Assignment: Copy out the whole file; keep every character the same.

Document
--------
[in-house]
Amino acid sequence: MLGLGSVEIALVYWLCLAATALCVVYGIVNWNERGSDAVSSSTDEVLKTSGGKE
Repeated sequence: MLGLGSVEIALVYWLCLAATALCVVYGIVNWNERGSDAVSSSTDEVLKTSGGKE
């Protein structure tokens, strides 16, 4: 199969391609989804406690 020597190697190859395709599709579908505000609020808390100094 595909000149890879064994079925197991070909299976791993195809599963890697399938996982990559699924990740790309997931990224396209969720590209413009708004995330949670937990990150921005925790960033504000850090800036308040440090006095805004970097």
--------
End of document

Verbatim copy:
[in-house]
Amino acid sequence: MLGLGSVEIALVYWLCLAATALCVVYGIVNWNERGSDAVSSSTDEVLKTSGGKE
Repeated sequence: MLGLGSVEIALVYWLCLAATALCVVYGIVNWNERGSDAVSSSTDEVLKTSGGKE
């Protein structure tokens, strides 16, 4: 199969391609989804406690 020597190697190859395709599709579908505000609020808390100094 595909000149890879064994079925197991070909299976791993195809599963890697399938996982990559699924990740790309997931990224396209969720590209413009708004995330949670937990990150921005925790960033504000850090800036308040440090006095805004970097």